Crests approaching in several towns in Midwest

Sandbag levee
A member of the Missouri National Guard stands on a sandbag levee and looks out over floodwater from the Mississippi River, Sunday, April 21, 2013, in Clarksville, Mo. Many have come to the aid of the tiny community, working since Wednesday to build a makeshift sandbag levee that seemed to be holding as the crest, expected to be 11 feet above flood stage, approaches.
AP Photo/Jeff Roberson

By JIM SUHR and JIM SALTER, Associated Press

CLARKSVILLE, Mo. (AP) -- An all-too-familiar springtime ritual played out around the nation's heartland this weekend as volunteers, National Guardsmen and even prison inmates joined together in an effort to ward off fast-rising floodwaters.

Dangerously high waters dotted at least six Midwestern states after torrential rains this past week that dumped up to 7 inches in some locations. Record flooding was possible in some places as dozens of rivers overflowed their banks.

The water levels forced evacuations, closed roads, swamped hundreds of thousands of acres of farmland and shut down much of the upper Mississippi River to barge traffic.

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Two Mississippi River bridges were closed and a third was shut down for a few hours after 114 barges broke loose Saturday night south of St. Louis and floated down the fast-moving river toward Jefferson Barracks Bridge in St. Louis County. The Missouri Department of Transportation shut down the bridge at 2 a.m. Sunday for an inspection; it reopened at 8 a.m.

"This isn't as bad as 2008, but thank God it stopped raining."

Because of the danger posed by the runaway barges, the U.S. Coast Guard shut down a 15-mile stretch of the river, much of which was already effectively closed between the Quad Cities and north of St. Louis after the Army Corps of Engineers shut down most locks in that stretch or river.

Coast Guard Petty Officer Michael Weelmaa said the barges had been moored along the side of the river when they broke free, and it wasn't clear how that happened. By midmorning Sunday, all of the barges had been corralled with help from several St. Louis-area tow operators, Weelmaa said.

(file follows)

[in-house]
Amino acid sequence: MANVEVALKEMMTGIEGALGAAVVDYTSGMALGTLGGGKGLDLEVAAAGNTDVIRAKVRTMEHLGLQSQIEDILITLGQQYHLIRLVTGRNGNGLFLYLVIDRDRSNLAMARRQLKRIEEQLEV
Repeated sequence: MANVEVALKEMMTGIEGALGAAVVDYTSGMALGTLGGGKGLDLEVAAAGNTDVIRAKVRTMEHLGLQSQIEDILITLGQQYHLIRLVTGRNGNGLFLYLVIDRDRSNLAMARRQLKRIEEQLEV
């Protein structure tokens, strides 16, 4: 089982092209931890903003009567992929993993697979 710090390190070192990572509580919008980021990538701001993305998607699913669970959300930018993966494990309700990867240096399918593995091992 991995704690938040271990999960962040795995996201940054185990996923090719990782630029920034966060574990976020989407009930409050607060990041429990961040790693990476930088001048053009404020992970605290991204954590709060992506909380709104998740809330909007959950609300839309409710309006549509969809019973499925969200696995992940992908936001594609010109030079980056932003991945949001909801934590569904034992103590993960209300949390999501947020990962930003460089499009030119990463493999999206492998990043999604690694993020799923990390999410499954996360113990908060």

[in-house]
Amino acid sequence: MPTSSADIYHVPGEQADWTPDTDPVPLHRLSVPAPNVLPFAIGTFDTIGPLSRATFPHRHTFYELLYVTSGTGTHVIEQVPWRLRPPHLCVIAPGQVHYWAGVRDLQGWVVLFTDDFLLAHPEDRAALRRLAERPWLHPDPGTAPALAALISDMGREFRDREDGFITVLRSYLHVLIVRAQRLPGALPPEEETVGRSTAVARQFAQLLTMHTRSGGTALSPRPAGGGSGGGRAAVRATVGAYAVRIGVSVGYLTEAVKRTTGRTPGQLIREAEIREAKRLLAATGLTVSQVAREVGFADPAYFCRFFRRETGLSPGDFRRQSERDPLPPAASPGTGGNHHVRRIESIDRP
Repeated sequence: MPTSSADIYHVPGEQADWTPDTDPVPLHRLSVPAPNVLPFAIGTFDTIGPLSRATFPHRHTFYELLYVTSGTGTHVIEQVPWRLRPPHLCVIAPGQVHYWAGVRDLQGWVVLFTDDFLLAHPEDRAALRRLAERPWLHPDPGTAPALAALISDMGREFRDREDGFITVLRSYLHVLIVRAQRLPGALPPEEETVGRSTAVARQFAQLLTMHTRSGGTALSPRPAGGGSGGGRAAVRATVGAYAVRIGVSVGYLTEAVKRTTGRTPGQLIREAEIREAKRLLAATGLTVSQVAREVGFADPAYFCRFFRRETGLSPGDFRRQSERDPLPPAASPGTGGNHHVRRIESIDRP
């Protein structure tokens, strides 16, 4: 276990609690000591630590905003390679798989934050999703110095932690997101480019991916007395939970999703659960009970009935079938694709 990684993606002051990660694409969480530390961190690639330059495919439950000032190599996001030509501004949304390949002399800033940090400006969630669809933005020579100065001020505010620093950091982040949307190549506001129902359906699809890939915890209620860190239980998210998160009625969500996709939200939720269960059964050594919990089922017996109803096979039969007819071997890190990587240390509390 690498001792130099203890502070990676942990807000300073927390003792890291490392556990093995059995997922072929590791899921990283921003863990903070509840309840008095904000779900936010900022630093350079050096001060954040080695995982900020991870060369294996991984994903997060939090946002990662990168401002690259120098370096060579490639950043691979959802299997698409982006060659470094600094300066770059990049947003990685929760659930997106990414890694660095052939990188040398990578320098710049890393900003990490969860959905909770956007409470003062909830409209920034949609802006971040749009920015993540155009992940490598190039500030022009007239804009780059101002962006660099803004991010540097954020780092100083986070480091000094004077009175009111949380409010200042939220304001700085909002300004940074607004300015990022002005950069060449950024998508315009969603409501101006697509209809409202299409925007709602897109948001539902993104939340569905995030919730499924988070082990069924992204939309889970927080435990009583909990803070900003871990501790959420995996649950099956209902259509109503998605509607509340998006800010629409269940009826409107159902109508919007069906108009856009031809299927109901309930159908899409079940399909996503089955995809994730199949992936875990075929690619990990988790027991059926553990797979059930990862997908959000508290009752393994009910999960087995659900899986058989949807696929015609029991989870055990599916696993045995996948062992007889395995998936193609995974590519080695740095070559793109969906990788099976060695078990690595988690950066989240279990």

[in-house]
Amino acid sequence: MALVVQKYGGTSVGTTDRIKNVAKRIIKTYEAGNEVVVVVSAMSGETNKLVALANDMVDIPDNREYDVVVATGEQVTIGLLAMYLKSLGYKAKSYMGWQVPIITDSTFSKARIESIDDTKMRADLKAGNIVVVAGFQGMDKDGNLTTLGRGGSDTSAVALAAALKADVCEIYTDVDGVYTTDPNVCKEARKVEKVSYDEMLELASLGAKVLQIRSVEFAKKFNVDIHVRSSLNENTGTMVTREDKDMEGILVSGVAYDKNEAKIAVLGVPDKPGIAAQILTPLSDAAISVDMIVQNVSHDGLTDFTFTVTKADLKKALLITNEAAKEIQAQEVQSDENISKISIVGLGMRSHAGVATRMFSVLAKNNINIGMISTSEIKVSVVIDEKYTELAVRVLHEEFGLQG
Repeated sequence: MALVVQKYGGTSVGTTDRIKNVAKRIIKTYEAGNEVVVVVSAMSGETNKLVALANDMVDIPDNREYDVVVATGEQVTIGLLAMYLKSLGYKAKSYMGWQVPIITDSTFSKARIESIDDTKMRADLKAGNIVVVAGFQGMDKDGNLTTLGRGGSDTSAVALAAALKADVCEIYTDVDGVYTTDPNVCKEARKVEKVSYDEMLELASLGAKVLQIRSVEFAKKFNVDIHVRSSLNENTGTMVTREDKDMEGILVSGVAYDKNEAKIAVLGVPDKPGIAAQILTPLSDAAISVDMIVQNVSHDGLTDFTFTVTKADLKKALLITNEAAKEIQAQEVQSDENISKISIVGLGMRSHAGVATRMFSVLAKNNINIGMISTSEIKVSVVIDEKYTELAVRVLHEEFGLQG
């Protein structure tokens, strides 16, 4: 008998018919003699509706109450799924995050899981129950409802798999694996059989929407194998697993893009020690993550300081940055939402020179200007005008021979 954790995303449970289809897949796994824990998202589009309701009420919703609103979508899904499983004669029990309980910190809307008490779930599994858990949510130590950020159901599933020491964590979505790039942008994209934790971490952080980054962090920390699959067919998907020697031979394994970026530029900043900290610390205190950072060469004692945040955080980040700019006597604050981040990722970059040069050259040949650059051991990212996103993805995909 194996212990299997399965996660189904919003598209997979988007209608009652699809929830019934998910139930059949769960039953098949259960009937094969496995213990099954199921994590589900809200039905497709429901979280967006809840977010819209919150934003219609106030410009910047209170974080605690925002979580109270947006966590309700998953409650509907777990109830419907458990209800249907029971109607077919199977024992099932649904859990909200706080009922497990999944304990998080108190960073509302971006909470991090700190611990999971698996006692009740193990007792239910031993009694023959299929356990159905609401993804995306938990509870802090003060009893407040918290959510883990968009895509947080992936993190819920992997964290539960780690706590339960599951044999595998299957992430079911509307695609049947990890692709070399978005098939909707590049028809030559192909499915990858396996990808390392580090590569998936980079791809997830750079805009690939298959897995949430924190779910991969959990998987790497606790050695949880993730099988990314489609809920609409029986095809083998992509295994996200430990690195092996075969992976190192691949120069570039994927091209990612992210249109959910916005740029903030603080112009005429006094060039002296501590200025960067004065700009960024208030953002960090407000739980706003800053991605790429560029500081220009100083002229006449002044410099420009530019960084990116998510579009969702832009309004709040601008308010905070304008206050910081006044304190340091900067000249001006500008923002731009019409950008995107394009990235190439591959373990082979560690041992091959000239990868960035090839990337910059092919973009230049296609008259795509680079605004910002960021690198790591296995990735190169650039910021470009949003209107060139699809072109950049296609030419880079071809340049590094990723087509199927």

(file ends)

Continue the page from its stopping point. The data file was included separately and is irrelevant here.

Several Mississippi River towns north of St. Louis were expected to see crests sometime Sunday, including Clarksville, Mo.

Volunteers in the tiny community have worked endlessly since Wednesday to build a makeshift sandbag levee that seemed to be holding as the crest -- expected to be 11 feet above flood stage -- approached. Even prisoners from far-away Jefferson City were brought in to help.

Richard Cottrell, 64, emerged from his two-story brick home -- dating to 1845, the oldest dwelling in town -- around breakfast Sunday to walk his beagle and survey Mississippi's persistent rise. A sandbag wall just in front of his house was holding the river at bay as workers a half a block away hustled to fortify it.

After two days of endless sandbagging, Cottrell thought he could rest Saturday night, but the constant beeping of heavy equipment outside and flood worries kept him up.

"I had a rough night last night. I had an anxiety attack," said Cottrell, who also owns a downtown antique store.

Trish Connelly, 57, was optimistic the town would beat back the river. Her plan to open a new fine arts gallery downtown this weekend were on hold "until we know what the river is going to do," she said.

"This is frustrating for people," Connelly said. "This isn't as bad as 2008, but thank God it stopped raining."

Gov. Jay Nixon on Saturday toured the unprotected-by-choice town that was also flooded in 2008, 2001, 1998, 1995 and many times before that.

"The water is continuing to rise but it is our full hope and expectation that these walls will hold," Nixon said of the sandbag levees. Clarksville has a flood protection system in which a temporary levee -- aluminum slats filled with sand -- can be built if the river rises, but the Mississippi was too quick this time.

Recreational traffic on the river has been halted, too, including the Mark Twain Riverboat that offers excursions at scenic Hannibal, Mo. Owner and pilot Steve Terry has moored the ship since Thursday, with no end in sight.

Even crossing the river was difficult. One of two bridges at Quincy, Ill., closed Friday, and the narrow two-lane bridge at the Missouri town of Louisiana was shut down Saturday. To get across, people in the Louisiana, Mo., area either had to drive 35 miles north or 50-plus miles south.

Louisiana, Mo., resident Erica Campbell, whose rented home in a low-lying area of town was flooded for the second time in three years, and she said she's had enough. Campbell, her husband and their eight kids are packing up.

"We're planning to move to the country -- as far away from water as I can get," Campbell, 35, said.

Smaller rivers across the Midwest were swelling, too. In Illinois, heavy equipment manufacturer Caterpillar will shut down its East Peoria, Ill., factory Sunday as the Illinois River approaches an expected 30-foot crest early next week.

Several Indiana towns were threatened by high water, forcing hundreds of evacuations. The Wabash River in Tippecanoe County reached more than 14 feet above flood stage on Saturday, the highest level since 1958. Indiana Gov. Mitch Pence took a helicopter tour Saturday of damage in Kokomo, Tipton and Elwood.

The mayor of Grand Rapids, Mich., declared a state of emergency Saturday, the same day high water forced the evacuation of the Courtyard Marriott Hotel and an apartment building.


Salter reported from St. Louis. AP Photographer Jeff Roberson in Clarksville and Louisiana contributed to this report.